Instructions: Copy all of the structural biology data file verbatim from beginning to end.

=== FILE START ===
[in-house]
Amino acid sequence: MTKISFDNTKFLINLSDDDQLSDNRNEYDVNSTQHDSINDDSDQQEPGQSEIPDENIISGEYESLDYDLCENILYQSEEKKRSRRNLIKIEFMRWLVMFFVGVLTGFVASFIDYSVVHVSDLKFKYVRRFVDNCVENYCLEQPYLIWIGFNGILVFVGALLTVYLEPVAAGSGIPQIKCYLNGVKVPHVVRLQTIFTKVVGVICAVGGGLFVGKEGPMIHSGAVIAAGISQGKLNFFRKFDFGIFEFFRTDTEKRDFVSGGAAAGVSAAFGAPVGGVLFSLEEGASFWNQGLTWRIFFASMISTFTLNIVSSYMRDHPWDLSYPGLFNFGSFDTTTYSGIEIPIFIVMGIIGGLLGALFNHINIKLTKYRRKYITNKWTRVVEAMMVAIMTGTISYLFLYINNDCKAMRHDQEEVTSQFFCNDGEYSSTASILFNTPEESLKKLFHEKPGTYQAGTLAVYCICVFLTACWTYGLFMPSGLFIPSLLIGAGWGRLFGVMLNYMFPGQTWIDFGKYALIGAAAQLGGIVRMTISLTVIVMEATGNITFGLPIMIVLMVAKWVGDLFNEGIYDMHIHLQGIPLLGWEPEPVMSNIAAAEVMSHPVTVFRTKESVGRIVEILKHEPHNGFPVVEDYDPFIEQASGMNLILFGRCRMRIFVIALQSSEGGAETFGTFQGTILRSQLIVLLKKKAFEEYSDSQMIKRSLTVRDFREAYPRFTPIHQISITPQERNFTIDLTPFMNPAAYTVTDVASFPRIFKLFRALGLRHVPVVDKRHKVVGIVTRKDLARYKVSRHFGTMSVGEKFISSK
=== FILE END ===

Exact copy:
[in-house]
Amino acid sequence: MTKISFDNTKFLINLSDDDQLSDNRNEYDVNSTQHDSINDDSDQQEPGQSEIPDENIISGEYESLDYDLCENILYQSEEKKRSRRNLIKIEFMRWLVMFFVGVLTGFVASFIDYSVVHVSDLKFKYVRRFVDNCVENYCLEQPYLIWIGFNGILVFVGALLTVYLEPVAAGSGIPQIKCYLNGVKVPHVVRLQTIFTKVVGVICAVGGGLFVGKEGPMIHSGAVIAAGISQGKLNFFRKFDFGIFEFFRTDTEKRDFVSGGAAAGVSAAFGAPVGGVLFSLEEGASFWNQGLTWRIFFASMISTFTLNIVSSYMRDHPWDLSYPGLFNFGSFDTTTYSGIEIPIFIVMGIIGGLLGALFNHINIKLTKYRRKYITNKWTRVVEAMMVAIMTGTISYLFLYINNDCKAMRHDQEEVTSQFFCNDGEYSSTASILFNTPEESLKKLFHEKPGTYQAGTLAVYCICVFLTACWTYGLFMPSGLFIPSLLIGAGWGRLFGVMLNYMFPGQTWIDFGKYALIGAAAQLGGIVRMTISLTVIVMEATGNITFGLPIMIVLMVAKWVGDLFNEGIYDMHIHLQGIPLLGWEPEPVMSNIAAAEVMSHPVTVFRTKESVGRIVEILKHEPHNGFPVVEDYDPFIEQASGMNLILFGRCRMRIFVIALQSSEGGAETFGTFQGTILRSQLIVLLKKKAFEEYSDSQMIKRSLTVRDFREAYPRFTPIHQISITPQERNFTIDLTPFMNPAAYTVTDVASFPRIFKLFRALGLRHVPVVDKRHKVVGIVTRKDLARYKVSRHFGTMSVGEKFISSK